Digital vs. Classical Art
My father, David Shatto, wrote a brief essay in 2009 called “Digital vs. Classical Art: Or Rather, Digital vs. Physical Art.” The concepts and ideas presented are succinctly explored with wonderful language. The essay raises questions regarding the existence of art, its form and function and creation, and what art itself means in this modern world.
Here is an excerpt:
Consider an oil painting’s physical existence – certain, fixed dimensions; the weight of it and the frame selected to accompany it for display. In its own right, it’s at the pinnacle of some timeline of technical development. […] Now consider a digital work of art. […] Scalable. Transmittable. Possibly ephemeral. Mutable, mashable, editable, Photoshopable.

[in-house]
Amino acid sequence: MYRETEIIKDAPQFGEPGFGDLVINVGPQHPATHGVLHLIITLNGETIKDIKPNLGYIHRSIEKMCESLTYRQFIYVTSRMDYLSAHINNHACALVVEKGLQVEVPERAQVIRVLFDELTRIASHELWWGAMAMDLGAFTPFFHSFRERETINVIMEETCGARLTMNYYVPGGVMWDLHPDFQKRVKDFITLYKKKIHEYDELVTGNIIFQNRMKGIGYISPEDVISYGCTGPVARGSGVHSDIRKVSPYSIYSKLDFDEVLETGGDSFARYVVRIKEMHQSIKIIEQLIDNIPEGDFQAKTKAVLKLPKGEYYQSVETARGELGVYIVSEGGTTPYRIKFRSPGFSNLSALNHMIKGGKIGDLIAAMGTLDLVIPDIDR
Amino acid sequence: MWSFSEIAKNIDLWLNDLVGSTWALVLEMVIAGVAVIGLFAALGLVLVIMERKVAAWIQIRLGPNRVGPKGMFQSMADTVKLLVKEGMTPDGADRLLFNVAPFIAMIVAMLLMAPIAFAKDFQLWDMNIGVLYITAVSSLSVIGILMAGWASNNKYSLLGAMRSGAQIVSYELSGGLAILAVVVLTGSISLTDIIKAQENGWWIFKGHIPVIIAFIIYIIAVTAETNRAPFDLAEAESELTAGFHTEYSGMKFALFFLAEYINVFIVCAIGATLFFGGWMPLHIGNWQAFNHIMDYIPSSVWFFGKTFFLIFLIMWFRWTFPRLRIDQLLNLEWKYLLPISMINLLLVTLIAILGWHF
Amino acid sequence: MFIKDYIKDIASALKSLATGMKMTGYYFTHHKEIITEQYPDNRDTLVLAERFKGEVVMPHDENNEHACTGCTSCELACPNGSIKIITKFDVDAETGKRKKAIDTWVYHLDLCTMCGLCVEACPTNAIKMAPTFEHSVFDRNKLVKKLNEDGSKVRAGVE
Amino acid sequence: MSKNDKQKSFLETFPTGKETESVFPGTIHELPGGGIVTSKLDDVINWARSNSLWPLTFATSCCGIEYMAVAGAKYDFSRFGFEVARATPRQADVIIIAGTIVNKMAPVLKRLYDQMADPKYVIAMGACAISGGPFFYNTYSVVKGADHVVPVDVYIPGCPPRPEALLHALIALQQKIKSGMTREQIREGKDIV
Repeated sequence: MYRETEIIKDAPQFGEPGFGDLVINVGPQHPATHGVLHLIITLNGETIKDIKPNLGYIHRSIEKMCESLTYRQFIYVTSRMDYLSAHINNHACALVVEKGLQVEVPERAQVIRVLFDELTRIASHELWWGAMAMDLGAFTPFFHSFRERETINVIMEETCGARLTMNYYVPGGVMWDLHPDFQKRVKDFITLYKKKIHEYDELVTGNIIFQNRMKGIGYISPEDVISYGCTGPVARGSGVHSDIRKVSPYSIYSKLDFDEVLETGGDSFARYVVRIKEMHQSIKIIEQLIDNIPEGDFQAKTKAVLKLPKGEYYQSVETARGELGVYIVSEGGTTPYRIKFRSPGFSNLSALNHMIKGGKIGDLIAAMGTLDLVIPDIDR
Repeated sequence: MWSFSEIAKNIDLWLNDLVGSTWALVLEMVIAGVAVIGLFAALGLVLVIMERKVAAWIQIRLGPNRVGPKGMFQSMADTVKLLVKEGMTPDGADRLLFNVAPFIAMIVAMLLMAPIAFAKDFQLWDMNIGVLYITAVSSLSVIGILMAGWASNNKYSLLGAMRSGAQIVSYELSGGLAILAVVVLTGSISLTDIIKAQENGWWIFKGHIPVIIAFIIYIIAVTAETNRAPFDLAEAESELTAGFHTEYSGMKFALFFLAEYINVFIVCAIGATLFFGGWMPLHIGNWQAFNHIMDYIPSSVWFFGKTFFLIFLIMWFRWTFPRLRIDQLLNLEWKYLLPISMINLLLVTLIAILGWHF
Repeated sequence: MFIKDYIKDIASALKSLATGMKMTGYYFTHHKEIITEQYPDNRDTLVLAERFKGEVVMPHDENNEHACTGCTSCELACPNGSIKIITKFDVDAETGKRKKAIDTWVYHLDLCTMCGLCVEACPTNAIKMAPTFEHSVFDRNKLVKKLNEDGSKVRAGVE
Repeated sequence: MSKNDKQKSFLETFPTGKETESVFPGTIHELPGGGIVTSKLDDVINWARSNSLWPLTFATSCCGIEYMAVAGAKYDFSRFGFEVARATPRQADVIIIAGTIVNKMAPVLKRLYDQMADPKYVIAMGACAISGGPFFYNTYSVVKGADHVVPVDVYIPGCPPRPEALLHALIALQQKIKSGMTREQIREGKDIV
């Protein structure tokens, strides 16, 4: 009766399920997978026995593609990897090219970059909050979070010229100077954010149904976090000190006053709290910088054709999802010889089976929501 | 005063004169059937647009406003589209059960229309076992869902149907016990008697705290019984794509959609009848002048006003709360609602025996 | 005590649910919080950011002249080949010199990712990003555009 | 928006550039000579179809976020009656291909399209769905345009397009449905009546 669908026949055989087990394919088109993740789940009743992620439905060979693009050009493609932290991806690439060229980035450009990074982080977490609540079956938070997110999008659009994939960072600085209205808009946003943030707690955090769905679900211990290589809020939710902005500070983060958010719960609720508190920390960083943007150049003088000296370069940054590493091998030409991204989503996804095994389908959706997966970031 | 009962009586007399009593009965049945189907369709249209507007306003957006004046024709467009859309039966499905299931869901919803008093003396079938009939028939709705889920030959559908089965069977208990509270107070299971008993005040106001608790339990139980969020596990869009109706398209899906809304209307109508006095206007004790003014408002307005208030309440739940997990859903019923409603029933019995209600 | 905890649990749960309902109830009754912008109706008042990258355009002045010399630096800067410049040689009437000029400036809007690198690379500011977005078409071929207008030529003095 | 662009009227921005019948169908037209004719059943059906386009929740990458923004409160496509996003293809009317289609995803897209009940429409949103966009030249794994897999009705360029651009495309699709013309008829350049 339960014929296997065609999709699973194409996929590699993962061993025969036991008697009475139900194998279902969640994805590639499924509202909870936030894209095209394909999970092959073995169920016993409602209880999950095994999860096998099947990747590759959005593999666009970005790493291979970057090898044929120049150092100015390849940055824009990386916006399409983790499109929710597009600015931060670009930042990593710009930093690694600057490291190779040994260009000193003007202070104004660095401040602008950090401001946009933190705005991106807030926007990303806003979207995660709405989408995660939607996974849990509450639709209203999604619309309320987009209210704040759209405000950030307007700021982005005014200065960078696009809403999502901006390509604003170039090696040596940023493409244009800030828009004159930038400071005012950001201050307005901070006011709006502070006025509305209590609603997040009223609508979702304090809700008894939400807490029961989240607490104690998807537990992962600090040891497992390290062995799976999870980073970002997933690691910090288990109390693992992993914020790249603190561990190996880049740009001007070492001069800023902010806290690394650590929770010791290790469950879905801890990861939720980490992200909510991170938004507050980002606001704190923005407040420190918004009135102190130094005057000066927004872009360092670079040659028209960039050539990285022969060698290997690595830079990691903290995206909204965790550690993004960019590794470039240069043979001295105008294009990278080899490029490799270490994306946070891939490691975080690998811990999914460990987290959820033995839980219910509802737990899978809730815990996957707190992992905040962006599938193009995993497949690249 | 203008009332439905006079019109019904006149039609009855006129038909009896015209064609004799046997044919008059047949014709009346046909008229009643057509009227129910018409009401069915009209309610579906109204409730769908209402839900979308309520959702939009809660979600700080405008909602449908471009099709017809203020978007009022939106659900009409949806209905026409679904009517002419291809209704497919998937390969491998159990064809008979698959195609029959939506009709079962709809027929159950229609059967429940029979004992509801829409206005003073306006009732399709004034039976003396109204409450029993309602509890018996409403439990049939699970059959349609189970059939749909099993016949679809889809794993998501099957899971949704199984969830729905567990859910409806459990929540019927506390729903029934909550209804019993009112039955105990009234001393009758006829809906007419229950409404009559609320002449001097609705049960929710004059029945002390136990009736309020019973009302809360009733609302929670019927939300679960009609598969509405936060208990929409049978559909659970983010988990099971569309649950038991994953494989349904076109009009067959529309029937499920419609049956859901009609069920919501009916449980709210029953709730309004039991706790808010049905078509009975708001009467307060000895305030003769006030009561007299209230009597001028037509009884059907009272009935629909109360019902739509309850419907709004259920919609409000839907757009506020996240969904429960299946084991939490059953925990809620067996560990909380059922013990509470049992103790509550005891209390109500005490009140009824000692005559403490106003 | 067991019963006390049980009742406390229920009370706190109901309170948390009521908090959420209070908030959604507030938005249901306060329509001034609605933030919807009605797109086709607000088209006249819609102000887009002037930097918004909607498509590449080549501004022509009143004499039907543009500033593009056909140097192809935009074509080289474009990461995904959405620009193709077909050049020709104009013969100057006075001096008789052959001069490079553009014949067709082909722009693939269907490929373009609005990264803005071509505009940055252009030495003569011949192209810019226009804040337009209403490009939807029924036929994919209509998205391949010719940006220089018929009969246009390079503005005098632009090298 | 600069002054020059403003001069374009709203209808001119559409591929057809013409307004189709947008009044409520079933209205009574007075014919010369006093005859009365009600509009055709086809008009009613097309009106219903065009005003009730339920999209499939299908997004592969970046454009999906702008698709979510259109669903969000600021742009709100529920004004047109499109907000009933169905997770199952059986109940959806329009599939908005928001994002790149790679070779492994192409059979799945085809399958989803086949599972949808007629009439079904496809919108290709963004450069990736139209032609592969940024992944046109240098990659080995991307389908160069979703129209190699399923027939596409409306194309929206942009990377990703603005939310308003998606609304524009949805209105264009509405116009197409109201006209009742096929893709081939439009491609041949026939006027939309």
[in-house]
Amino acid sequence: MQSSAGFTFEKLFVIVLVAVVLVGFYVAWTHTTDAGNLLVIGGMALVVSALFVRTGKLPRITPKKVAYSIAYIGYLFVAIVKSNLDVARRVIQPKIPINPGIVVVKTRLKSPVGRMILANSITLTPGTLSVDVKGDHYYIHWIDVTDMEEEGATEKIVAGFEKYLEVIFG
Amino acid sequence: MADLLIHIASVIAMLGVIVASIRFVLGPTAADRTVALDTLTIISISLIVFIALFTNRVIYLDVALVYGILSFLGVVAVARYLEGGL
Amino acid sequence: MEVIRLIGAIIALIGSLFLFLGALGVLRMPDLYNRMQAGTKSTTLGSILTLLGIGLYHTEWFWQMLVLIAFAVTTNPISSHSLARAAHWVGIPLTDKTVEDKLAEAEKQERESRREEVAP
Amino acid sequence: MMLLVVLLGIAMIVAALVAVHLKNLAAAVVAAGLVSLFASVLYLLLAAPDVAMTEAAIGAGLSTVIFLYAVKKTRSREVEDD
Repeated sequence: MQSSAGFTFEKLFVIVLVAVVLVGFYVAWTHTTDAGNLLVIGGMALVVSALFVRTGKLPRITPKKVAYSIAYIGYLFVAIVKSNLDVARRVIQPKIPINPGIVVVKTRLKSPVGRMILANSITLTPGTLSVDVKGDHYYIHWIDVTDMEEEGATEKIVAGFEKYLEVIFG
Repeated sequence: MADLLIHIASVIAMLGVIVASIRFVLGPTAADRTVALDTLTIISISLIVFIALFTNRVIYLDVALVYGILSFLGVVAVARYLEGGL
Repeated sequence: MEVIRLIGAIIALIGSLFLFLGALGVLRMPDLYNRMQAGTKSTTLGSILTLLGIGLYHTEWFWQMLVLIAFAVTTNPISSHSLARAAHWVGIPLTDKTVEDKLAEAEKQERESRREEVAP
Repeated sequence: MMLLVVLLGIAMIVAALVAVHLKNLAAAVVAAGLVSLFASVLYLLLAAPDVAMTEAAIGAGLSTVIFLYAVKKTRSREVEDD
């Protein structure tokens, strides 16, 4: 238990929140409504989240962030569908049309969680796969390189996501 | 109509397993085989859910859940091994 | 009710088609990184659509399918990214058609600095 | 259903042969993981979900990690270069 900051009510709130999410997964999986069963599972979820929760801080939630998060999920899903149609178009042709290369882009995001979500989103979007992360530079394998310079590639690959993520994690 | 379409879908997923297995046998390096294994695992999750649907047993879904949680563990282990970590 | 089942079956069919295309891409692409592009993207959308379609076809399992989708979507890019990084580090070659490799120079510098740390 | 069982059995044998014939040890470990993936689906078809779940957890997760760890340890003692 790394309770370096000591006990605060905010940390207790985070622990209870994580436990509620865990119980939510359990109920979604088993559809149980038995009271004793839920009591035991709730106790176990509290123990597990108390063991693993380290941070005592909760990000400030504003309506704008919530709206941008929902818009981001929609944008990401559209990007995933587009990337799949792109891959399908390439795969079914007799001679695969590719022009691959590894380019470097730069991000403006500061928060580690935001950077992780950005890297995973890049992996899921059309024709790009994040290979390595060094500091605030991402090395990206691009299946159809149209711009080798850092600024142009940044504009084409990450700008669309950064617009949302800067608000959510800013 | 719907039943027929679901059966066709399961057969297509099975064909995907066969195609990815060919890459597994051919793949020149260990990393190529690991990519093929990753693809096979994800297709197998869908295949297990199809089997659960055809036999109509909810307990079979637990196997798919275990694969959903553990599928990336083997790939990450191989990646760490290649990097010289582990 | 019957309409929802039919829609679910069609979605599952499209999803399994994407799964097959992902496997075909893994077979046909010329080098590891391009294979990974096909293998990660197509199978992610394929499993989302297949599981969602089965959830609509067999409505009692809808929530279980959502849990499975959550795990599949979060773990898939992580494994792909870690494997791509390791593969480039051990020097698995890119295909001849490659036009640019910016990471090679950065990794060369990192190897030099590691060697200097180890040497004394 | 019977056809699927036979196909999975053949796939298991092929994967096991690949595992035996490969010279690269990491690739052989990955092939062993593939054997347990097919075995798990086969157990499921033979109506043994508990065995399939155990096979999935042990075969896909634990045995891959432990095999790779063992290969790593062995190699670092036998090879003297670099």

You can read it in its entirety on his blog.
Are the fine arts useless or meaningless now that digital art is rising up as a viable, popularly recognized form of art? Or are they part and parcel of the digital world?
These questions will, I think, become more important to art history as time passes and we venture farther and farther into the digital age.